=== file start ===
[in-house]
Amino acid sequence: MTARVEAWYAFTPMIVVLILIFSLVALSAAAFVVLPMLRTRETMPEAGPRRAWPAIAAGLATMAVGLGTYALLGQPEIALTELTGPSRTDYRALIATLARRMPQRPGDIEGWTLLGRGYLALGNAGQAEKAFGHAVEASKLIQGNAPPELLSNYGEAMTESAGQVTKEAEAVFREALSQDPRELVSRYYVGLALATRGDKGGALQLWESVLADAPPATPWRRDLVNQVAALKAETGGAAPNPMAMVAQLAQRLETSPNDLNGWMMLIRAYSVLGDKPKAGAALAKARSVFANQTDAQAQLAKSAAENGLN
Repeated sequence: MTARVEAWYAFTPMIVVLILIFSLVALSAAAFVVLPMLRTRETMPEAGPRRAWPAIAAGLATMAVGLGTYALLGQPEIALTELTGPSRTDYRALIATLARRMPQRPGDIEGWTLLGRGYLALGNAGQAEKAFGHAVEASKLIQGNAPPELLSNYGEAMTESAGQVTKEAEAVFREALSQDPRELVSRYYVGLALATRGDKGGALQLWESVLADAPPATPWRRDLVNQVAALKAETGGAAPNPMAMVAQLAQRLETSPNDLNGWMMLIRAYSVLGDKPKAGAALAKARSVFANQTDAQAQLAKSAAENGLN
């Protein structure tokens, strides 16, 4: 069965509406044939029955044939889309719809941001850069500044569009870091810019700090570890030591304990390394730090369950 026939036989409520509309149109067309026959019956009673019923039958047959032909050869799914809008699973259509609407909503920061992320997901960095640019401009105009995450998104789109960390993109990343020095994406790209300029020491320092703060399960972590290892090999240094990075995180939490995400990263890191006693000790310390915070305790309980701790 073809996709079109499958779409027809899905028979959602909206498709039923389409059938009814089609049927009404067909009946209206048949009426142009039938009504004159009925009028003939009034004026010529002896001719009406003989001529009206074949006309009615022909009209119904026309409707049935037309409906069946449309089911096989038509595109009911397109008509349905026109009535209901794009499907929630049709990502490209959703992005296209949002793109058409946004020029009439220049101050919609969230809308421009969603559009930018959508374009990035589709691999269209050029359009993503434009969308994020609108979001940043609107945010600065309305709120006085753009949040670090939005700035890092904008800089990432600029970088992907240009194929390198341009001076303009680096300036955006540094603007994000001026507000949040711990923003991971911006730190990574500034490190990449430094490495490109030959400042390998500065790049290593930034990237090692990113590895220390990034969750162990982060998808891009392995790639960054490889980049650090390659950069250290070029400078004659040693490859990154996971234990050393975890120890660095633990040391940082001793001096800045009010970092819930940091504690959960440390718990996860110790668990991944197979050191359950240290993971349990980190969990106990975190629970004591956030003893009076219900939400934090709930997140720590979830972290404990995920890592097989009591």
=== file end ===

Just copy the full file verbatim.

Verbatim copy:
[in-house]
Amino acid sequence: MTARVEAWYAFTPMIVVLILIFSLVALSAAAFVVLPMLRTRETMPEAGPRRAWPAIAAGLATMAVGLGTYALLGQPEIALTELTGPSRTDYRALIATLARRMPQRPGDIEGWTLLGRGYLALGNAGQAEKAFGHAVEASKLIQGNAPPELLSNYGEAMTESAGQVTKEAEAVFREALSQDPRELVSRYYVGLALATRGDKGGALQLWESVLADAPPATPWRRDLVNQVAALKAETGGAAPNPMAMVAQLAQRLETSPNDLNGWMMLIRAYSVLGDKPKAGAALAKARSVFANQTDAQAQLAKSAAENGLN
Repeated sequence: MTARVEAWYAFTPMIVVLILIFSLVALSAAAFVVLPMLRTRETMPEAGPRRAWPAIAAGLATMAVGLGTYALLGQPEIALTELTGPSRTDYRALIATLARRMPQRPGDIEGWTLLGRGYLALGNAGQAEKAFGHAVEASKLIQGNAPPELLSNYGEAMTESAGQVTKEAEAVFREALSQDPRELVSRYYVGLALATRGDKGGALQLWESVLADAPPATPWRRDLVNQVAALKAETGGAAPNPMAMVAQLAQRLETSPNDLNGWMMLIRAYSVLGDKPKAGAALAKARSVFANQTDAQAQLAKSAAENGLN
């Protein structure tokens, strides 16, 4: 069965509406044939029955044939889309719809941001850069500044569009870091810019700090570890030591304990390394730090369950 026939036989409520509309149109067309026959019956009673019923039958047959032909050869799914809008699973259509609407909503920061992320997901960095640019401009105009995450998104789109960390993109990343020095994406790209300029020491320092703060399960972590290892090999240094990075995180939490995400990263890191006693000790310390915070305790309980701790 073809996709079109499958779409027809899905028979959602909206498709039923389409059938009814089609049927009404067909009946209206048949009426142009039938009504004159009925009028003939009034004026010529002896001719009406003989001529009206074949006309009615022909009209119904026309409707049935037309409906069946449309089911096989038509595109009911397109008509349905026109009535209901794009499907929630049709990502490209959703992005296209949002793109058409946004020029009439220049101050919609969230809308421009969603559009930018959508374009990035589709691999269209050029359009993503434009969308994020609108979001940043609107945010600065309305709120006085753009949040670090939005700035890092904008800089990432600029970088992907240009194929390198341009001076303009680096300036955006540094603007994000001026507000949040711990923003991971911006730190990574500034490190990449430094490495490109030959400042390998500065790049290593930034990237090692990113590895220390990034969750162990982060998808891009392995790639960054490889980049650090390659950069250290070029400078004659040693490859990154996971234990050393975890120890660095633990040391940082001793001096800045009010970092819930940091504690959960440390718990996860110790668990991944197979050191359950240290993971349990980190969990106990975190629970004591956030003893009076219900939400934090709930997140720590979830972290404990995920890592097989009591």